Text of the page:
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Which clippings match 'Software Literacy' keyword pg.1 of 1
25 SEPTEMBER 2013

Ladies Learning Code: promoting a diverse workforce

"Ladies Learning Code is a Toronto–based not–for–profit organization that runs workshops for women (and men) who want to learn beginner–friendly computer programming and other technical skills in a social and collaborative way. Today we have chapters across Canada, a thriving girls' program called Girls Learning Code and a permanent workshop space in Toronto. Oh, and we're just getting started."

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TAGS

beginner-friendlyCanadacode clubcollaborative learningcomputer programmerscomputer programmingcomputer programming education • diverse teams • diverse workforce • gendered technology • Girls Learning Code (workshop) • girls programme • Heather Payne • Ladies Learning Code (workshop) • learn to codelearning softwarenot for profitsocial learningsoftware developerssoftware developmentsoftware literacySTEM subjects • technical skills • technology educationTorontowomenwomen and technologywomen in technologyworkshop for womenworkshops

CONTRIBUTOR

Simon Perkins
28 MARCH 2013

All students should have the opportunity to be creative with code

This is a useful initiative, despite its narrow focus on engineering and science. It would be great to see the companion film which profiles creative arts and design professionals who regularly use programming as part of their practice/work.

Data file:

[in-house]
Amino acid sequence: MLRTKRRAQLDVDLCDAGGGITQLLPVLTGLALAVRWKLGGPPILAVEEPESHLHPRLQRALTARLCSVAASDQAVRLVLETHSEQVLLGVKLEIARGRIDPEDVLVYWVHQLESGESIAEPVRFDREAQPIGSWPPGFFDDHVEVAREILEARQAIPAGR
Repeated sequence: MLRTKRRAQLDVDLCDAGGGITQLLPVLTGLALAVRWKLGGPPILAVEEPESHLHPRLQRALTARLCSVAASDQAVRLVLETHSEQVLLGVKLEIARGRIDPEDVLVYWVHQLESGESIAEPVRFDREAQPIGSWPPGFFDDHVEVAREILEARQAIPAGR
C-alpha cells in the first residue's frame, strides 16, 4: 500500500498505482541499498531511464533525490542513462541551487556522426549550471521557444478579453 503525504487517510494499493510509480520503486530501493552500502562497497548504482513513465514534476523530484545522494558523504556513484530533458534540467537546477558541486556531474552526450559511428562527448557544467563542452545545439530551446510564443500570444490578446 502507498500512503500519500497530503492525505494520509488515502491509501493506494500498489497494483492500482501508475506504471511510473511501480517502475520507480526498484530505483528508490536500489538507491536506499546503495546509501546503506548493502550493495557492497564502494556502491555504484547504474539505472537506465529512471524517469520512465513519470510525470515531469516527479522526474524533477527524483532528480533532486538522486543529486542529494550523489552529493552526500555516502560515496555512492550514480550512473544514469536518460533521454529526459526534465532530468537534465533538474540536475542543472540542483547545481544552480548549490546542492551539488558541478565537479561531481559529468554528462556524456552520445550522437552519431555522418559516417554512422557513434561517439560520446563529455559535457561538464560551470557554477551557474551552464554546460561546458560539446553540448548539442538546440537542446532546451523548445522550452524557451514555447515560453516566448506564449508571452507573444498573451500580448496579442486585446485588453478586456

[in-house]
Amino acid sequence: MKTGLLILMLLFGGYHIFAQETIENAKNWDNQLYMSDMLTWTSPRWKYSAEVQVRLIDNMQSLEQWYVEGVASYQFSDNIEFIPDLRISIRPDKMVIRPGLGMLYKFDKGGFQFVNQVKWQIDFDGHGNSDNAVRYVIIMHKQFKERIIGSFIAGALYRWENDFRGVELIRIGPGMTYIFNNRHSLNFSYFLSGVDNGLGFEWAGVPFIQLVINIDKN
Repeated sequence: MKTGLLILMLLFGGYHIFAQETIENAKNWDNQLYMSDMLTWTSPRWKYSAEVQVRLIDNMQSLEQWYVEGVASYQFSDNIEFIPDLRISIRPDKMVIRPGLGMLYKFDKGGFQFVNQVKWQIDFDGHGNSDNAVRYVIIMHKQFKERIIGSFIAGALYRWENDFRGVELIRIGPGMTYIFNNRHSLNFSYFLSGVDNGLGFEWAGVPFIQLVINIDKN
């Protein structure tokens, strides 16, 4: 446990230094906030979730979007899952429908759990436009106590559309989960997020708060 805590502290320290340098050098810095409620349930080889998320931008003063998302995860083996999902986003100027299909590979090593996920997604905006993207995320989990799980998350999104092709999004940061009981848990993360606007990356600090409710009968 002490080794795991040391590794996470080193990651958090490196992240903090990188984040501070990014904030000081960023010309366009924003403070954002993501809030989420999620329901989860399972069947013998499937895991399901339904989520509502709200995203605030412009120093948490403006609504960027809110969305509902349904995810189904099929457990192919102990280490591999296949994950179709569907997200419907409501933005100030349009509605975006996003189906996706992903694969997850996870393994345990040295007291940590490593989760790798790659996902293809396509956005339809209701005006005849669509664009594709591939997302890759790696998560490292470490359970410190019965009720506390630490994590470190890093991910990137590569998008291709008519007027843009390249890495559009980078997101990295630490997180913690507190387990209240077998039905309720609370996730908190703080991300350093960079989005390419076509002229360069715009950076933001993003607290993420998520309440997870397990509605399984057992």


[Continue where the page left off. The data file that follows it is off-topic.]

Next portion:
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CONTRIBUTOR

Simon Perkins
11 NOVEMBER 2011

Expressive Processing: Digital Fictions, Computer Games, and Software Studies

"Wardrip–Fruin builds upon the foundation laid by Lev Manovich, who, in his 2002 book The Language of New Media, suggested that the natural development of media studies in an age of 'programmable media' should be 'software studies' (a set of approaches which includes 'expressive processing' but also code studies which, in Wardrip–Fruin's words, looks at 'the specific text of code' written by developers).

Expressive Processing fulfills and extends the promise of Manovich's ideas, putting the theory into practice through a set of case studies of the artificial intelligence engines of a dozen or so software programs that might be loosely called 'games.' That the first real example of a software studies approach comes out of game studies is both to be expected and (somewhat) regretted. On one hand, games of the sort Wardrip–Fruin examines are a medium for storytelling and character creation, and as such are natural extensions of the work of previous literary and media studies scholars and thereby set up a convenient space for humanities scholars and teachers to consider the important cultural and technical issues raised by Wardrip–Fruin in an environment more familiar than, for instance, an analysis of the software that drives Walmart (one of Wardrip–Fruin's suggestions for another work of software studies scholarship). Unfortunately, like graphic novels and musical theater, the genre is still too easily dismissed as popular entertainment by too many of those who most need to hear Wardrip–Fruin's arguments."

(Doug Reside, 2010)

Reside, D. (Fall 2010). "A review of Noah Wardrip–Fruin's Expressive Processing: Digital Fictions, Computer Games, and Software Studies." Digital Humanities Quarterly 4(2).

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TAGS

academic journal • ADHO • codecode studiescultural analyticsdatadigital culturedigital humanities • Digital Humanities Quarterly (academic journal) • expressive processing • game studiesgraphic novelhumanitiesinformation aestheticsLev Manovichliterary studiesmedia studiesmusical theatre • Noah Wardrip-Fruin • popular culture • popular entertainment • programmable mediasoftwaresoftware literacysoftware studiesstorytellingtext of codeThe Language of New Mediavisualisation • Walmart

CONTRIBUTOR

Simon Perkins
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